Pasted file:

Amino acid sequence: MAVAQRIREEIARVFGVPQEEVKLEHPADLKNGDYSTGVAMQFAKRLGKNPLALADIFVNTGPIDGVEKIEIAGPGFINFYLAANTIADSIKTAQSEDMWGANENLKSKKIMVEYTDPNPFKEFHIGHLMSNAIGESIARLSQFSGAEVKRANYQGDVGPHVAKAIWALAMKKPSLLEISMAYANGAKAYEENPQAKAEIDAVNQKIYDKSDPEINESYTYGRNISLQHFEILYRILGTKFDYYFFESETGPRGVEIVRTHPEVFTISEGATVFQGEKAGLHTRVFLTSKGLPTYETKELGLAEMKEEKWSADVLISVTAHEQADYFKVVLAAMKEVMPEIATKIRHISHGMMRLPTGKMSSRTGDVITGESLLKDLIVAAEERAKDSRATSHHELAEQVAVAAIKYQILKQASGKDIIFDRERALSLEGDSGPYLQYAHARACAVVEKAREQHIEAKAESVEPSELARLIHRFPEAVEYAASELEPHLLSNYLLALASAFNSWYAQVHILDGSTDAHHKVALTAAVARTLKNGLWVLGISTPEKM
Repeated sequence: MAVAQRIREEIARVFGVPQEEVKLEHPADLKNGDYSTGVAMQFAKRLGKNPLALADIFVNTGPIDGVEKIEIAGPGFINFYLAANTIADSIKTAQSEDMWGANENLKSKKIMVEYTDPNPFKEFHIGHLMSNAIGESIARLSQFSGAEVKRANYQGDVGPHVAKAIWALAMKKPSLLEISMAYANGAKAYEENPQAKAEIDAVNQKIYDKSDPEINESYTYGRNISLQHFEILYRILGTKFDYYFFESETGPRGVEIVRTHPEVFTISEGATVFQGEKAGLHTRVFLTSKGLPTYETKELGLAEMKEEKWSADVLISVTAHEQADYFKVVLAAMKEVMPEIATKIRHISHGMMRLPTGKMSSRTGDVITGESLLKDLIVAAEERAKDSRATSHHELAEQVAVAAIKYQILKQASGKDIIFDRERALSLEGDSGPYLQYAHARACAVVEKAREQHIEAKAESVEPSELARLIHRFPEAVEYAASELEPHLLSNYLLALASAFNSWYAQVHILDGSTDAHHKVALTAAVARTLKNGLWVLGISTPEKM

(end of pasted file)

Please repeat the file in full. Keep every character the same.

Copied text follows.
Amino acid sequence: MAVAQRIREEIARVFGVPQEEVKLEHPADLKNGDYSTGVAMQFAKRLGKNPLALADIFVNTGPIDGVEKIEIAGPGFINFYLAANTIADSIKTAQSEDMWGANENLKSKKIMVEYTDPNPFKEFHIGHLMSNAIGESIARLSQFSGAEVKRANYQGDVGPHVAKAIWALAMKKPSLLEISMAYANGAKAYEENPQAKAEIDAVNQKIYDKSDPEINESYTYGRNISLQHFEILYRILGTKFDYYFFESETGPRGVEIVRTHPEVFTISEGATVFQGEKAGLHTRVFLTSKGLPTYETKELGLAEMKEEKWSADVLISVTAHEQADYFKVVLAAMKEVMPEIATKIRHISHGMMRLPTGKMSSRTGDVITGESLLKDLIVAAEERAKDSRATSHHELAEQVAVAAIKYQILKQASGKDIIFDRERALSLEGDSGPYLQYAHARACAVVEKAREQHIEAKAESVEPSELARLIHRFPEAVEYAASELEPHLLSNYLLALASAFNSWYAQVHILDGSTDAHHKVALTAAVARTLKNGLWVLGISTPEKM
Repeated sequence: MAVAQRIREEIARVFGVPQEEVKLEHPADLKNGDYSTGVAMQFAKRLGKNPLALADIFVNTGPIDGVEKIEIAGPGFINFYLAANTIADSIKTAQSEDMWGANENLKSKKIMVEYTDPNPFKEFHIGHLMSNAIGESIARLSQFSGAEVKRANYQGDVGPHVAKAIWALAMKKPSLLEISMAYANGAKAYEENPQAKAEIDAVNQKIYDKSDPEINESYTYGRNISLQHFEILYRILGTKFDYYFFESETGPRGVEIVRTHPEVFTISEGATVFQGEKAGLHTRVFLTSKGLPTYETKELGLAEMKEEKWSADVLISVTAHEQADYFKVVLAAMKEVMPEIATKIRHISHGMMRLPTGKMSSRTGDVITGESLLKDLIVAAEERAKDSRATSHHELAEQVAVAAIKYQILKQASGKDIIFDRERALSLEGDSGPYLQYAHARACAVVEKAREQHIEAKAESVEPSELARLIHRFPEAVEYAASELEPHLLSNYLLALASAFNSWYAQVHILDGSTDAHHKVALTAAVARTLKNGLWVLGISTPEKM